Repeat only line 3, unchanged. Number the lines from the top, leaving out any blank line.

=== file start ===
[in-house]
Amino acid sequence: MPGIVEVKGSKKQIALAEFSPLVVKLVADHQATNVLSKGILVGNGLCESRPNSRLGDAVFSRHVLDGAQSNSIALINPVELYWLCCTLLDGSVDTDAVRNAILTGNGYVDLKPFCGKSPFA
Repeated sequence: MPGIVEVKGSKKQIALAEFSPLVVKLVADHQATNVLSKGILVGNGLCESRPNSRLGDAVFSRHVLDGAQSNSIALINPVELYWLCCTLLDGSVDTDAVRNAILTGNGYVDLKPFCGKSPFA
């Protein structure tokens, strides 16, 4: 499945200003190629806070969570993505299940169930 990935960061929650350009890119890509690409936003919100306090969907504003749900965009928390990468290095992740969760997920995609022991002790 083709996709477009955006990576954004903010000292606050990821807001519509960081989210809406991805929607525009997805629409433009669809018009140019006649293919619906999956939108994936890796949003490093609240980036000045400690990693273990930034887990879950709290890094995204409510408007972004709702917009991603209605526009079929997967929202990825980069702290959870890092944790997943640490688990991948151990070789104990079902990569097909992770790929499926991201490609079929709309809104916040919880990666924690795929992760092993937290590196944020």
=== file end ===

Repeated sequence: MPGIVEVKGSKKQIALAEFSPLVVKLVADHQATNVLSKGILVGNGLCESRPNSRLGDAVFSRHVLDGAQSNSIALINPVELYWLCCTLLDGSVDTDAVRNAILTGNGYVDLKPFCGKSPFA